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On 20 January 1606/7 an exceptional tidal flood caused widespread damage and loss of life around the low-lying coastal land of the Bristol Channel and Severn Estuary. The '1607 flood' is still relevant today, and is considered by some to be a consequence of the most significant storm surge in the Severn Estuary during the last four centuries. News pamphlets produced in London in the aftermath of the flood reported that between 500 and 2,000 people drowned, the loss of livestock was incalculable, and property and commodities were ruined. The flood continues to reverberate in the affected communities, but how much do we really know about the event, and did the pamphleteers convey the situation accurately?

Most of the flood's current historiography relies on cheap newsprint accounts written by an industry which existed to sell stories. My research examines a wide variety of contemporary manuscript records created at grass roots level including those relating to sea defence and land drainage (under the jurisdiction of courts of sewers), manorial courts and ecclesiastical matters. It studies local reaction to the flooding which was often quite different to that portrayed by the London pamphleteers.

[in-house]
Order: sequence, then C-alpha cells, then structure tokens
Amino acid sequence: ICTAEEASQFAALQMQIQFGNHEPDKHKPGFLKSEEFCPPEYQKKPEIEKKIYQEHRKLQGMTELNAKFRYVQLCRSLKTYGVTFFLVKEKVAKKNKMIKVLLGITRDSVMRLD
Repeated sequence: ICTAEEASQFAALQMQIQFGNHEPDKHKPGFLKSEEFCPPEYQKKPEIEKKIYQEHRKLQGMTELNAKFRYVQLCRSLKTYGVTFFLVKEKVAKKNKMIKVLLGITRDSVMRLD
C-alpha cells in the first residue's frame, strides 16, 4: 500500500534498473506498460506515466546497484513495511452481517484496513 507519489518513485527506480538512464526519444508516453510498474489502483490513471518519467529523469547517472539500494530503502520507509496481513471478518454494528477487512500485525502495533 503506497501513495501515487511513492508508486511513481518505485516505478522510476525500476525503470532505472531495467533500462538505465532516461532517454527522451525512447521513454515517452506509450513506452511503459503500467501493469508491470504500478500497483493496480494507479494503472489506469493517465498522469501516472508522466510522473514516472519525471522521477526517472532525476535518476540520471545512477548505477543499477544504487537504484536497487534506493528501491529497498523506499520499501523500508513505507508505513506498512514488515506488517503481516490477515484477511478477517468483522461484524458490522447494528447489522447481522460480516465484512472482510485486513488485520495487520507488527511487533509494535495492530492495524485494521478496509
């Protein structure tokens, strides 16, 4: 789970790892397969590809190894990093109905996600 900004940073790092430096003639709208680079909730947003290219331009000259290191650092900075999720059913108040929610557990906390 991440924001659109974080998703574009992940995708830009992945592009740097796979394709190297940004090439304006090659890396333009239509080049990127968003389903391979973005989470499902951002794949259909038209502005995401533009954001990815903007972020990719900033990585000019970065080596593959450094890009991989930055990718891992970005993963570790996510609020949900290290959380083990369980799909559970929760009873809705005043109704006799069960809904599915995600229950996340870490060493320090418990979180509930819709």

The cause of the tidal inundation has been debated by scientists and engineers modelling the flood without a thorough examination of contemporary manuscript sources. My thesis challenges their findings and argues that scientists and engineers researching historic floods should collaborate with historians in order to understand the extent of available documentary evidence, and to ensure that such records are interpreted rigorously.

My edited transcription of the records of the Gloucestershire Court of Sewers 1583-1642 has been published by the Bristol and Gloucestershire Archaeological Society as part of their Gloucestershire Record Series (

I am currently compiling The DITCHionary, a glossary of archaic and contemporary terms connected with land drainage and flood defence on the Gloucestershire, Gwent and Somerset Levels. Please contact me if you are interested in this project.

Interpreting local records in detail enables a better understanding of what it was like to experience the event first hand, and the story of those living in Goldcliff, Monmouthshire, is told through my children's book, The day the sea came in: 1607 on the Gwent Levels (


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